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in-ge-nue 1. an innocent, inexperienced young woman. 2. in the theater (a), the role of such a character. (b) an actress playing such a role.
Street slang: Lamb
Wolf reference: "She looked eighteen to me."
Now that you know who's who and what's what, we present a true story of ingenue greatness from a land better known for its wolves than its lambs.
"I put these facts together after speaking with my friend 'Ray the Fixer', who was (Top Fuel racer) Billy Lynch's right-hand man for many years. I've also heard these accounts from Billy himself in the past, and believe them to be true. What I read on the HAMB from Jerry Lipori's son is different, and although I'd imagine he'd rely on his father for facts, he may have used other - less reliable - sources. Billy Lynch was there, running a body shop only blocks from where the original car was built. Here's what I know:
The owners of Brooklyn's Mid County Buick dealership (on Empire Blvd and Washington Ave), Steve Malise and Jerry Lipori, were the original owners of the car. Malise convinced nineteen Buick dealers to pony up a thousand bucks each to fund the car build (that's in 1967. Who can doubt the persuasive powers of a Brooklyn-based car guy?). These guys also owned Brooklyn Speed and Machine, so fabricating and modifying parts for the race car was done mostly in-house. They ran a 430" Buick engine with (reportedly) stock bore and stroke, prepared by Long Island Gasser legend Jack Merkel, and used the first known instance of an 8-71 blower on the 8.8:1 compression Enderle-injected engine. They hand-fabbed many parts that weren't available commercially, such as the blower manifold, timing chain cover, magneto drive, external oil pump drive, and main bearing girdle. The squeezed power was pushed through a Vitar TH-400, and proceeded back to a 3.90-geared Buick rearend, using a magnesium Mickey Thompson center section, and hung with ladder bars. Being the Brooklyn showmen they were at heart, the axle housing was fully chromed.
Malise reached out through the Buick dealer contacts he had, and with the help of Fiberglass Unlimited shop owner Ron Pelligrini, was able to make a positive mold of a stock Gran Sport 400 that was sitting in the lot at Palmer Buick in Chicago. They did this on a Sunday when there was no one around, sealing up all the body and glass voids so the fiberglass resin wouldn't seep into the interior of the car, which was to be picked up by a customer the next day. Talk about a piece of history - where's that car now? Probably as payment for services rendered (and hazardous duty pay), Pelligrini made a second body and campaigned it on his own, but with a more traditional Hemi used for power. The hand-laid mold weighed-in at around 600 pounds, and was up to an inch thick in places - mostly due to the gonzo style in which it was created - in a parking lot, without the aid of proper wooden bucks.
As far as Ingenue's drivers are concerned, 'Coney Island Ralph' Landolfi (of Gasser fame, and a past Motormouth Radio guest) was the first driver of the car, later turning the wheel over to Red Lang, who swapped in a AA/FD engine (possibly one of Billy Lynch's bullets), but only drove it once. Bruce Bohen from Brooklyn Speed and Machine is credited with being the third and most successful driver, turning a best of 7.79 at 191 MPH. Again, this is in the '70s, from a bunch of lowbuck hot rodders. I was told that Bohen also played a big part in the original build of the car, in his shop at Utica and Tilden Avenues, in Brooklyn.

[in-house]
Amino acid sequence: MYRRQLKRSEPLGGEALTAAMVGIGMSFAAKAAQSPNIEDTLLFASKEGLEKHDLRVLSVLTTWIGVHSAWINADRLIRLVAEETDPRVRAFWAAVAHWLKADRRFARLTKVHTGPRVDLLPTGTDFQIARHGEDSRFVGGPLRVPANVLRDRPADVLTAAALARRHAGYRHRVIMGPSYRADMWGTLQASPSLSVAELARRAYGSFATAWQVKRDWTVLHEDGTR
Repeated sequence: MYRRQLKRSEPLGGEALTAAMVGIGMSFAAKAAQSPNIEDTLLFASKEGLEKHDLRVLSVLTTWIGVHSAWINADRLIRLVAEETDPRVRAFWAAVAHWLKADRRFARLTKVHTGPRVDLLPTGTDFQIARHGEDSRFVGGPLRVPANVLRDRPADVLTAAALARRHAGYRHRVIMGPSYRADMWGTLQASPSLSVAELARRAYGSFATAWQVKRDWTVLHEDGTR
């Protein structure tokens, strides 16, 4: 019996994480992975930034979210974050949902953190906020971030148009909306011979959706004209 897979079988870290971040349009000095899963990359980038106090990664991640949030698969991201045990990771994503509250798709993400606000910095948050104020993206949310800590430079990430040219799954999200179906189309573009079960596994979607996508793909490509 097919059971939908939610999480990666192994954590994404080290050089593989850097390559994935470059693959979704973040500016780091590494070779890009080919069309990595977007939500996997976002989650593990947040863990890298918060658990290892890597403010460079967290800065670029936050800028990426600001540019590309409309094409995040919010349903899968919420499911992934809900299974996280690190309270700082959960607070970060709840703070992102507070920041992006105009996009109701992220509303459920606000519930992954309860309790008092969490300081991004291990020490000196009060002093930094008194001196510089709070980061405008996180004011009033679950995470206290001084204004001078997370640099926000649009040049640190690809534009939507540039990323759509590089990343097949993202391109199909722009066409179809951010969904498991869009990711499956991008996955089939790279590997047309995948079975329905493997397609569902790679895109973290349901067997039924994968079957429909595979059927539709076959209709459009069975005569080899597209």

Steve Malise sold the Ingenue (sometime in the '70s) to Nick Hardie in Holland, Michigan, where it sat dormant for many years. Jerry Lipori's son John bought it from Hardie in a semi-restored state, and has been working with original members of the crew to restore it to as-built condition.
Then there's this: While searching out original parts for the Ingenue's restoration, John Lipori learned that Billy Lynch still had the rare Buick blower manifold in his shop, just waiting to be found again. Lynch's caretaker sensibilities ensured this stuff would be well cared for, and it was. (Author note: At least Lipori's purchase is in use, unlike the den art that I currently own).
Bonus factoid: Ingenue is actually the name of one of Steve Malise's daughters, with the other girls sharing similar sounding monikers (one is Mijanou - pronounced much like the car's name). No surprise, as Steve Malise's wife Suzette was French." - Motormouth Ray
Billy Lynch (left) and Steve Malise, circa 1967.
Billy Lynch (white hat), Red Lang (blue hat), Coney Island Ralph (face obscured), Steve Malise (dark blue hat), and SGE pal Dennis Quitoni (in Taz shirt) at an East Coast Drag Times Hall of Fame event in Henderson, North Carolina.
Rare shot of Ron Pellegrini's Palmer Buick-sponsored "second body" from the great Chicago mold caper.
If inspired to create your own Ingenue, it could happen, in 1/24 scale. Our pals at Speed City Resin have 'em in stock. ("Super Bird" decals also available).
Drawing a typical crowd of pit pass holders at Englishtown, New Jersey, in May of '67. For a total investment of $16,285 (and mucho itchy sweat), Malise and Lipori got 2,005 pounds of Gran Sport. That's $8.12 a pound. Not too shabby.(Photos courtesy of Motormouth Ray)
With sincere apologies to Elana Scherr's Daily Driver Diaries column in Hot Rod magazine, I posted last week regarding the blown head gasket in my Honda beater. The SGE Nation can now exhale, as I have addressed the situation, and the venerable Civic is once again providing golden retriever-style loyalty to your humble blogger.
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